Ted Hentschke’s Top 10 Horror Films of 2021

And so ends another arduous adventure around the sun. Hurray. Happy 2021 everyone. I’ll be honest, if not for this horror movie list, I might not be 100% on what year it even is. The hammer of COVID has truly hammered time into its flattest and most circular form. If you were to tell me that this was actually the end of 2022, I’d experience only momentary befuddlement before reflexively absorbing it like so many other previously shocking facts into the New Reality.

But hey, it wasn’t all bad. At least it seems most studios have gotten their shit somewhat together. With theaters more and more resembling the ones in Soylent Green in both function and demographic, studios have been dragged kicking and screaming into the digital streaming reality the rest of us have been living in for almost a decade. The results have been amusingly chaotic. Studios still aren’t really sure how to draw in a digital market. It doesn’t help that streaming services are built for consumption, not curation. Without the concrete walls of the cinema separating the “theatrical” releases from the “digital” ones, a film like Paranormal Activity: Next of Kin shares shelf space with Behemoth and Mojin: The Worm Valley.

What all of this means is that the lines between the horror “tiers” are blurring. It’s hard to get a pulse on what people are hyped about. Landmark releases and blockbuster sequels can’t hog the spotlight in the way they conventionally do. Which in turn leads to smaller films having more of a chance to shine. There’s never been a better time to jump into the world of indie horror. Which is great, since a lot of those are on my list. Alongside a James Wan film. Because if there’s anything you can count on from Ted, it’s inconsistency. And rambling. Enjoy.

1. The Night House

Despite what it might say on my college dating profiles, I’m not really that into artsy films. I guess it’s more accurate to say I like the idea behind most artsy horror films. I just lose interest if it’s revealed that the monster is just a metaphor. Which is pretty much the go-to move for artsy horror movies. The Night House gets around this by making the antagonist both a metaphor and an actual demon. I’ve had some debate with friends about whether or not the demon was actually real, but that’s fine. The murder is real and that’s enough to raise the stakes for me.

A more eloquent way to put it is that David Bruckner’s The Night House doesn’t sacrifice scares for the sake of being “art”. It’s a real testament to his skill as a horror director that he’s able to convey such a heartfelt story and deliver powerful scares by the same hand. There are few films that can both stretch the boundaries of what to expect from horror while staying true to its core rooted in fear. The Night House masterfully nails this balance and makes it look easy.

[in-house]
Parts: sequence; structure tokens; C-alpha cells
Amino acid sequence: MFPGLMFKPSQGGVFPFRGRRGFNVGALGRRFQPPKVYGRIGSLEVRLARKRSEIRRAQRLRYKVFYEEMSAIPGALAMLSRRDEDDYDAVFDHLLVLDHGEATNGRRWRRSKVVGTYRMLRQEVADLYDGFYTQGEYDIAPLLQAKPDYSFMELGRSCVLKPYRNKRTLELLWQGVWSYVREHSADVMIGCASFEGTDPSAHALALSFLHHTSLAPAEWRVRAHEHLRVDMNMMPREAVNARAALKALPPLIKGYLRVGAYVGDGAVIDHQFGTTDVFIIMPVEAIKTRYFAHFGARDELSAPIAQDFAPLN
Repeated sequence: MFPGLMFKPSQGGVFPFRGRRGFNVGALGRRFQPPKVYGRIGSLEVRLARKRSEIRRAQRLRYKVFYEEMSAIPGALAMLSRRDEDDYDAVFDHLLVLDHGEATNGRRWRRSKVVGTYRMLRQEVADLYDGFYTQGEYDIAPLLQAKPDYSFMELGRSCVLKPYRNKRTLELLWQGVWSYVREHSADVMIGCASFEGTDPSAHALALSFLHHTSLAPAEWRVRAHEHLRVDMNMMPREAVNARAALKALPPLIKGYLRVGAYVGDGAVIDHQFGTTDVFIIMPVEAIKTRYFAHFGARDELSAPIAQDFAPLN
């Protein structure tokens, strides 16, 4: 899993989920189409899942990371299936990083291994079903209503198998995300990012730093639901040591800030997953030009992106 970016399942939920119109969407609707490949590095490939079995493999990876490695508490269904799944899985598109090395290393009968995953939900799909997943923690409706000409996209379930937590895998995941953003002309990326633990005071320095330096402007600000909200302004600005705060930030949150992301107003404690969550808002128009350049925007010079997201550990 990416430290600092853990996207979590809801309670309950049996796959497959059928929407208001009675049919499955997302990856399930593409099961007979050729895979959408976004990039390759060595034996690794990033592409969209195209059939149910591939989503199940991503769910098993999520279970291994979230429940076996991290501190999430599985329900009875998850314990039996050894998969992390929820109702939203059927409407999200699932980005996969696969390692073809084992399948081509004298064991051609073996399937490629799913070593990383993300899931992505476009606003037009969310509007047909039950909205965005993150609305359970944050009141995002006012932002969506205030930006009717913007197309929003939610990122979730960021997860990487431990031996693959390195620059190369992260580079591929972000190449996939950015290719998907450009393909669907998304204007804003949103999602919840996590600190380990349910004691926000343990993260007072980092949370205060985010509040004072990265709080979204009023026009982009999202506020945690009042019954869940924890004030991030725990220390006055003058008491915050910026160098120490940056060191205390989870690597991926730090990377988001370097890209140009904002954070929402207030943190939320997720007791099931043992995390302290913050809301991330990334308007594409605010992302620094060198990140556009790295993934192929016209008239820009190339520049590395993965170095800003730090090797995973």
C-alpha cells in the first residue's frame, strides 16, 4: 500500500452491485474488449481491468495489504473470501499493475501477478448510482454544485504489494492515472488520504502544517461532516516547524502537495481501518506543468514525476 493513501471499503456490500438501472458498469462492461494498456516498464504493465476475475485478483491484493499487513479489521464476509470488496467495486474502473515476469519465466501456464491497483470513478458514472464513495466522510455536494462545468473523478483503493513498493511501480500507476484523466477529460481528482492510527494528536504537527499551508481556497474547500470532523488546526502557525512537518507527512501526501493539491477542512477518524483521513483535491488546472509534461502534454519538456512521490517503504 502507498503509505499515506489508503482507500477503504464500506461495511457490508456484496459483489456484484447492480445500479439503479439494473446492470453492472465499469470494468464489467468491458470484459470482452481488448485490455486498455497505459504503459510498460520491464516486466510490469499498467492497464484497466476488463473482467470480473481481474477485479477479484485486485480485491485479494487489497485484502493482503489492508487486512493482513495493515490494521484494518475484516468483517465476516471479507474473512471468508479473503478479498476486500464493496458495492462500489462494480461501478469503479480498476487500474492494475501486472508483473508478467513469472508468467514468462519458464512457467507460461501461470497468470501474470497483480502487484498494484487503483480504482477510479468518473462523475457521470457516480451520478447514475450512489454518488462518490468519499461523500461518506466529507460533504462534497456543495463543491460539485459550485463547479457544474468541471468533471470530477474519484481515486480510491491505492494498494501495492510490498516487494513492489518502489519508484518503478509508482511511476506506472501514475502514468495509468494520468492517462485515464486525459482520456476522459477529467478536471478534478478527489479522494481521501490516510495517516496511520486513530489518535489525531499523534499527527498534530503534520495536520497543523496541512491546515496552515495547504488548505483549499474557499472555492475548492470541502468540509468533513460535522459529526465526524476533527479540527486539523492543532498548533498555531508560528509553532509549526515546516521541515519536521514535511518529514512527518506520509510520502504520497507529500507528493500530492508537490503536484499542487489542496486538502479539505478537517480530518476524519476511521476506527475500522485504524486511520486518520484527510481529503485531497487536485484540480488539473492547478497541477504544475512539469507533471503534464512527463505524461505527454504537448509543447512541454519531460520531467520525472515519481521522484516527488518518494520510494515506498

2. The Curse of Professor Zardonicus


Found footage fans are a different breed. If you’re still sticking with it after the great Found Footage Flood of the 2010s, you’re likely infected with the kind of brain parasite that feeds on cringe. A parasite living rent-free in my skull. I made it a goal to see all the found footage I’d missed, which led to me watching over 200 found footage films this year. This is primarily done as a group activity with some friends on Discord. It’s your typical bad movie night: mostly shouting and booze. Maybe 1/20 films will get us to shut up and pay attention. The Curse of Professor Zardonicus was so good we watched it twice.

I expected to hate this movie. I honestly put it on as a joke. Seeing the same name for writer/director/star is generally a pretty good indication you’re in for some hurt. But Gabriel Theis isn’t your typical egotistical indie weirdo. The Curse of Professor Zardonicus has a lot of heart, in no small part due to Alec White’s stellar performance as Darren. It isn’t the scariest or most polished film on the list by a mile. But at times it delivers comedy gold on par with a Tim and Eric sketch. If you’re willing to meet the film on its level, The Curse of Professor Zardonicus is one of the most heartfelt found footage films I’ve seen.

3. Malignant


I like how James Wan has the kinda cred where he can just walk into the New Line office, drop any horror script on their desk, and hold eye contact until they blink. Malignant has a Basket Case level plot with twice the budget of The Conjuring. It’s preposterously stupid, and the only the only real evidence of a caring divine overlord in these trying times. If you haven’t seen it… why? What are you doing? Go watch Malignant.

4. A Classic Horror Story

Will Merrick as Mark – A Classic Horror Story – Photo Credit: Netflix

If you’re a fan of The Cabin in the Woods‘ horror homages but found it to be too silly, then A Classic Horror Story might hit the spot. The film follows a group of travelers that find themselves trapped in a mysterious, well, cabin in the woods. Soon after their arrival, several masked figures appear and begin to kill the group in increasingly grotesque rituals. What’s more, killers, the cabin and the forest itself might not be what it initially seems.